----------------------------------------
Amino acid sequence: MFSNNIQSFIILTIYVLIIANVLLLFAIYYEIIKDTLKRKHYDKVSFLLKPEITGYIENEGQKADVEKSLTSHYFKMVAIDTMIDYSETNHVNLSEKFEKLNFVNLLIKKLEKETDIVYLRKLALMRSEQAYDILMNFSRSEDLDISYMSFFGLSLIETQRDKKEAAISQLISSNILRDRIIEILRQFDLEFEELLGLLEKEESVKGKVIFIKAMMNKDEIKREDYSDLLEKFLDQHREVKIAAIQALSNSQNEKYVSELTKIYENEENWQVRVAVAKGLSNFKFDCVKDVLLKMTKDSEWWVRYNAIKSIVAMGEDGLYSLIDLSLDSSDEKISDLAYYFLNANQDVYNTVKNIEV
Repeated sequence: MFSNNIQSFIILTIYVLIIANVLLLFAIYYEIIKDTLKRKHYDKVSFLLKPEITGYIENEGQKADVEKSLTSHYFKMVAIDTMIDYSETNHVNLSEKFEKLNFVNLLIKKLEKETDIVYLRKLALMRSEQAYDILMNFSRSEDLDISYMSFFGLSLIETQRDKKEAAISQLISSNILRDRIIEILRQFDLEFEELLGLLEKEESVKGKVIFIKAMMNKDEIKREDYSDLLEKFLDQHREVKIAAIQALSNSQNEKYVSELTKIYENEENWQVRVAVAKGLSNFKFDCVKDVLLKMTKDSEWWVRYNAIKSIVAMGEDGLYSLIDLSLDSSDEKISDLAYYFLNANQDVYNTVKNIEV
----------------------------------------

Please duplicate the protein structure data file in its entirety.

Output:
Amino acid sequence: MFSNNIQSFIILTIYVLIIANVLLLFAIYYEIIKDTLKRKHYDKVSFLLKPEITGYIENEGQKADVEKSLTSHYFKMVAIDTMIDYSETNHVNLSEKFEKLNFVNLLIKKLEKETDIVYLRKLALMRSEQAYDILMNFSRSEDLDISYMSFFGLSLIETQRDKKEAAISQLISSNILRDRIIEILRQFDLEFEELLGLLEKEESVKGKVIFIKAMMNKDEIKREDYSDLLEKFLDQHREVKIAAIQALSNSQNEKYVSELTKIYENEENWQVRVAVAKGLSNFKFDCVKDVLLKMTKDSEWWVRYNAIKSIVAMGEDGLYSLIDLSLDSSDEKISDLAYYFLNANQDVYNTVKNIEV
Repeated sequence: MFSNNIQSFIILTIYVLIIANVLLLFAIYYEIIKDTLKRKHYDKVSFLLKPEITGYIENEGQKADVEKSLTSHYFKMVAIDTMIDYSETNHVNLSEKFEKLNFVNLLIKKLEKETDIVYLRKLALMRSEQAYDILMNFSRSEDLDISYMSFFGLSLIETQRDKKEAAISQLISSNILRDRIIEILRQFDLEFEELLGLLEKEESVKGKVIFIKAMMNKDEIKREDYSDLLEKFLDQHREVKIAAIQALSNSQNEKYVSELTKIYENEENWQVRVAVAKGLSNFKFDCVKDVLLKMTKDSEWWVRYNAIKSIVAMGEDGLYSLIDLSLDSSDEKISDLAYYFLNANQDVYNTVKNIEV